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Three unique considerations for military divorce

Just as the job military service members do is unlike any other in the country, the laws that protect service members on active duty are also unique. If you are a service member facing divorce, you probably have a few questions about how your job duties could impact your ability to seek representation, obtain custody and protect your assets.

Luckily, your status as a military member in service to the federal government gives you some flexibility in your ability to file. Let's take a look at three things to consider to protect your right to fair representation as a service member.

1. Consider where you want to file

If you are initiating the divorce filing, you can choose the state in which you wish to proceed. Your home state of record is likely different from the state in which you serve. Therefore, you should take the time to consider the jurisdiction. Ask yourself the following three questions:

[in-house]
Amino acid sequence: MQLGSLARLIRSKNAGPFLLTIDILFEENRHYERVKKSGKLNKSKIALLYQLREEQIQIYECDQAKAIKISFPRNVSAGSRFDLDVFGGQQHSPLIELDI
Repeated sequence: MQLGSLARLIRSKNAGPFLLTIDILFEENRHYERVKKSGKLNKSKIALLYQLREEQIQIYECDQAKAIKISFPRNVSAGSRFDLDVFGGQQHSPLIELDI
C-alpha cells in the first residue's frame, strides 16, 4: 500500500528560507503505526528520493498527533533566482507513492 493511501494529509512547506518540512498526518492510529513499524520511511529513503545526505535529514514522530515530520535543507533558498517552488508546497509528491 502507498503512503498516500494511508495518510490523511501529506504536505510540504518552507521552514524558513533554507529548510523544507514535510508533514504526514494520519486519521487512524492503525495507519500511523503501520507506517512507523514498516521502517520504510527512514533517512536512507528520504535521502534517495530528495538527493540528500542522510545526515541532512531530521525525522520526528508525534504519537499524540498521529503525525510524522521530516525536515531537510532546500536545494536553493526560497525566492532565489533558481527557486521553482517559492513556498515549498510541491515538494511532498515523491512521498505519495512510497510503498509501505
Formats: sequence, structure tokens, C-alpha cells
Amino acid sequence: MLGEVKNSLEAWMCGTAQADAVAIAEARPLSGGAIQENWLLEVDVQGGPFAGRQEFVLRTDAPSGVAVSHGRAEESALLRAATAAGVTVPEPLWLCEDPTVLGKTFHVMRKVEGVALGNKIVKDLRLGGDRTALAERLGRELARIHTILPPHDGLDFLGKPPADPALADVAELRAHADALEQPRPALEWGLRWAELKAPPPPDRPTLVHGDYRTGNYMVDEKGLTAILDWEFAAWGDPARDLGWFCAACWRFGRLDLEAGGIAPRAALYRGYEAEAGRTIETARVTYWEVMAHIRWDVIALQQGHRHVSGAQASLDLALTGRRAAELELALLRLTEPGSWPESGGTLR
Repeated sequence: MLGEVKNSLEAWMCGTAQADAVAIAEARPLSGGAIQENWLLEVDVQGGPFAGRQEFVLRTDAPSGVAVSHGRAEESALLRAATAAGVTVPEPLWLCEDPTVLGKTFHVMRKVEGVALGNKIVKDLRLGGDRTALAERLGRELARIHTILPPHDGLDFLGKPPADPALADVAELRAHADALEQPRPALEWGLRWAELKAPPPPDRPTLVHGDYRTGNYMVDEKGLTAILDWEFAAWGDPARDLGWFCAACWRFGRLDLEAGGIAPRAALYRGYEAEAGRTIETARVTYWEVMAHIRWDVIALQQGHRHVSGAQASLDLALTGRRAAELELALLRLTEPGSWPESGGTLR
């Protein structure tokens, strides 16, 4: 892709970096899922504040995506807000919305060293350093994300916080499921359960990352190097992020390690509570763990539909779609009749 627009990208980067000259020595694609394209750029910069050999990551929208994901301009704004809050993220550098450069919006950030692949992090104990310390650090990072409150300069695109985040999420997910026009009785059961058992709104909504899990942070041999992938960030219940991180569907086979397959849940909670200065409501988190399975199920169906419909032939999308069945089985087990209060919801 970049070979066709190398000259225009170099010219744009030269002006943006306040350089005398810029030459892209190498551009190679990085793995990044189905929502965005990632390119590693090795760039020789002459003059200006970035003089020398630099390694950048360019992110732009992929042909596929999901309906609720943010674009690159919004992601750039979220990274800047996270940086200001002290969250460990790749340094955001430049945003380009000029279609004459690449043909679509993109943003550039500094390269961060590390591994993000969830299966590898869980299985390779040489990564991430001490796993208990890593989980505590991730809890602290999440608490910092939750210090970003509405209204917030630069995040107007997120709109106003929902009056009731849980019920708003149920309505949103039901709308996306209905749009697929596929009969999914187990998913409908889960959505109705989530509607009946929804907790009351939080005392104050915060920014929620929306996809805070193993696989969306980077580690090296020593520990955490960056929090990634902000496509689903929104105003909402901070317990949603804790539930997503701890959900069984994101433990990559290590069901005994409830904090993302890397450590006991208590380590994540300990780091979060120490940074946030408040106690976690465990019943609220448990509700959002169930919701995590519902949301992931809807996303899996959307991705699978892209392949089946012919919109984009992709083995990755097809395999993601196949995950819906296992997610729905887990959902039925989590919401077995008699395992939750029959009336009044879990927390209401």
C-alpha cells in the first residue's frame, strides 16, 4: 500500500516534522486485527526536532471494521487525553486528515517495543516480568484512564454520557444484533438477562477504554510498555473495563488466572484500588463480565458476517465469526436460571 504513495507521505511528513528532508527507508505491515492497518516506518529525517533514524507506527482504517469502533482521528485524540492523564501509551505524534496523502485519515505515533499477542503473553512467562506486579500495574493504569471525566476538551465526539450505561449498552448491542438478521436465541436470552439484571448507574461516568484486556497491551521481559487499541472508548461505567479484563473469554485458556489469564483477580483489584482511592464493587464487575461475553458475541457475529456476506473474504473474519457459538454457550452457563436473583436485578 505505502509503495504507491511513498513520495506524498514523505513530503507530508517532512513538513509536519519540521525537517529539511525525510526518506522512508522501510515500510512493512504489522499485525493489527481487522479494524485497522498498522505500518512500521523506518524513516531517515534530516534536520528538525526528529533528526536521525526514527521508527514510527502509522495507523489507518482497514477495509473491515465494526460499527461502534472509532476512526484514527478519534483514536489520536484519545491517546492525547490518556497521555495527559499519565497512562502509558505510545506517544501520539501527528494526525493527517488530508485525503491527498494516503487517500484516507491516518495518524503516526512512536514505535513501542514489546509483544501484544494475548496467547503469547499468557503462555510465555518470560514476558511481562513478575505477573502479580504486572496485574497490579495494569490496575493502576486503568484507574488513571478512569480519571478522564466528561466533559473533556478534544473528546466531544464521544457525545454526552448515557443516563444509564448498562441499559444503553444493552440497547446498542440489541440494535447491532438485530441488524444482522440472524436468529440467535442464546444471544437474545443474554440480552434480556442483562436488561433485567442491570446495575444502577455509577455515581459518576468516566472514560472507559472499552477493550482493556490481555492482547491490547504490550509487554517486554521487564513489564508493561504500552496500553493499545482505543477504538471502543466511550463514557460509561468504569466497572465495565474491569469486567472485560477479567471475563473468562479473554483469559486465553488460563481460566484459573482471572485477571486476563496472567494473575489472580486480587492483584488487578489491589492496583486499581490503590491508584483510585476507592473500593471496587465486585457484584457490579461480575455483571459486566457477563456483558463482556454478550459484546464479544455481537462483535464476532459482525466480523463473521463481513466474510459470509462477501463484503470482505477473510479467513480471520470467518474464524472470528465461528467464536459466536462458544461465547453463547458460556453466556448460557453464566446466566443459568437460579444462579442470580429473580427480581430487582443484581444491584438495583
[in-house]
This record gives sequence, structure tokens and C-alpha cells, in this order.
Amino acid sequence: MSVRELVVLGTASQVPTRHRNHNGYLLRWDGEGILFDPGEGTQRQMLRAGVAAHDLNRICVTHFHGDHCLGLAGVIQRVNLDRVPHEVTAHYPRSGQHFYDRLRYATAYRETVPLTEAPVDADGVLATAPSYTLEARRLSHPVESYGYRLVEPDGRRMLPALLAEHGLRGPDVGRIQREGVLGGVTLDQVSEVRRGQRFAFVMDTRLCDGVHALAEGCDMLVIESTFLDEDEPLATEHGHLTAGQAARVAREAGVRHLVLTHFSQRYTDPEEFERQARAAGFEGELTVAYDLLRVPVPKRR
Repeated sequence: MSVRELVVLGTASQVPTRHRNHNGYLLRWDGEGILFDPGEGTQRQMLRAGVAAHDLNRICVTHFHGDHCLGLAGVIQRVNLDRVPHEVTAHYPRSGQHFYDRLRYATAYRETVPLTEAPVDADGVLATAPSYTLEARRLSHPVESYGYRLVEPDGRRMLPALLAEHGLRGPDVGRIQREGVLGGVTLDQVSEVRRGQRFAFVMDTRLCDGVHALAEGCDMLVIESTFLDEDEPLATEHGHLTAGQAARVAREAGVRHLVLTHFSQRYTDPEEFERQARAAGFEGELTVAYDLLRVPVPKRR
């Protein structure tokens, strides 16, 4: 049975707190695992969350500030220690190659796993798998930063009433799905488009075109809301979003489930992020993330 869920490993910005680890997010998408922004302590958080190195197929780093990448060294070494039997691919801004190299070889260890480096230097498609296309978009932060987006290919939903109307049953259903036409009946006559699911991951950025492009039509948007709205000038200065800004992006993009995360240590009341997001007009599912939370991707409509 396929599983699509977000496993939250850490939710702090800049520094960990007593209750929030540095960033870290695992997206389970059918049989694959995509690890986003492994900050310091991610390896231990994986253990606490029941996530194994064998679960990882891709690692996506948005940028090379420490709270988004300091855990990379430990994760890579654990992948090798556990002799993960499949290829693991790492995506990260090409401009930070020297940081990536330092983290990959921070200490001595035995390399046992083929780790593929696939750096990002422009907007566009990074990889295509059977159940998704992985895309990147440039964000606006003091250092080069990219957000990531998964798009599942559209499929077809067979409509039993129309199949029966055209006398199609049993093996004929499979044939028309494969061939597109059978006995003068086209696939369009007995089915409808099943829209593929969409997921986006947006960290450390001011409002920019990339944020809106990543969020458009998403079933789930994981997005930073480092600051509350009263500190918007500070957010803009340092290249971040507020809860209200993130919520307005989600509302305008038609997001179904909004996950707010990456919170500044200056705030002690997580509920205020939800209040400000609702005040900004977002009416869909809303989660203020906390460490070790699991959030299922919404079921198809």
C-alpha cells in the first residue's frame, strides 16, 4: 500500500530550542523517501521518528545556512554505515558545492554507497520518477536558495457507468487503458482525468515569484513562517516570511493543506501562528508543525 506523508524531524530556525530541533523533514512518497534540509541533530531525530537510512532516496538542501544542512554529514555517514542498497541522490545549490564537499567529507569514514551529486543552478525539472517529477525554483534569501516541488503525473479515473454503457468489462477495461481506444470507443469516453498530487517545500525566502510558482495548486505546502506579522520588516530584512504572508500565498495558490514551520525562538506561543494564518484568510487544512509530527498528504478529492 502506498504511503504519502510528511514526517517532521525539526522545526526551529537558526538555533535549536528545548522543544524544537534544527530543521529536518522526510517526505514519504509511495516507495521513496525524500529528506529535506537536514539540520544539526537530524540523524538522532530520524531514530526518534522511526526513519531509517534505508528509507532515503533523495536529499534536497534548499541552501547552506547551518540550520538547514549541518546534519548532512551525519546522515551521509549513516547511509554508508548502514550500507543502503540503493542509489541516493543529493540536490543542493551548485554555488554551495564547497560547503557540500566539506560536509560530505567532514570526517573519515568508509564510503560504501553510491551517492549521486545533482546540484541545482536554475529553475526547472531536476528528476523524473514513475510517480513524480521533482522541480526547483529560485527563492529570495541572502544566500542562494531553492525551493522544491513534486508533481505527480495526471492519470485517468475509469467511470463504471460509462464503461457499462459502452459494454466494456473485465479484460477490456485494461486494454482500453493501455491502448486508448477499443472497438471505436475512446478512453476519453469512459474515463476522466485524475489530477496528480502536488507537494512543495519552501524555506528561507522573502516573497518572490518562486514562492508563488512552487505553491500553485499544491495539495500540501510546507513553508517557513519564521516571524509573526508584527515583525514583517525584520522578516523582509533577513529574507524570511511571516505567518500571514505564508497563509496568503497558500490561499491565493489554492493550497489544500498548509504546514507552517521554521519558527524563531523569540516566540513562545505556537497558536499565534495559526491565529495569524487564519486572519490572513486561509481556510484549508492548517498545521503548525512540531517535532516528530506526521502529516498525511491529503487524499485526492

· Where do you own property?

· Where were you and your spouse married?

· Where were your kids born?

Determining the jurisdiction of your case will help guide you on specific arrangements of asset division and child custody.

2. Your duty could delay proceedings

Whether you're in garrison, in the field or on deployment, service members are required to place the mission first. This obligation could delay proceedings, but you are protected from penalties as a result. Delaying your case can ensure that you are still given a chance to represent your interests in the divorce proceedings.

Further, the potential for deployment will not affect your ability to obtain custody of your children. However, if you do deploy, you will be required to have a family care plan in place before you leave. You can arrange a family care plan with the help of a family law attorney.

3. Your spouse may be entitled to some of your pay after divorce

When considering spousal support after marriage, the military applies the 10/10 rule. This law states that if you and your spouse were married for at least 10 years and 10 years of creditable military service were performed in that time, your spouse may be entitled to a portion of your pay.

Other assets such as your property and Thrift Savings Plan are also subject to division in a divorce. A family law attorney who understands your needs as a service member can help secure your right to an amicable and equitable divorce.

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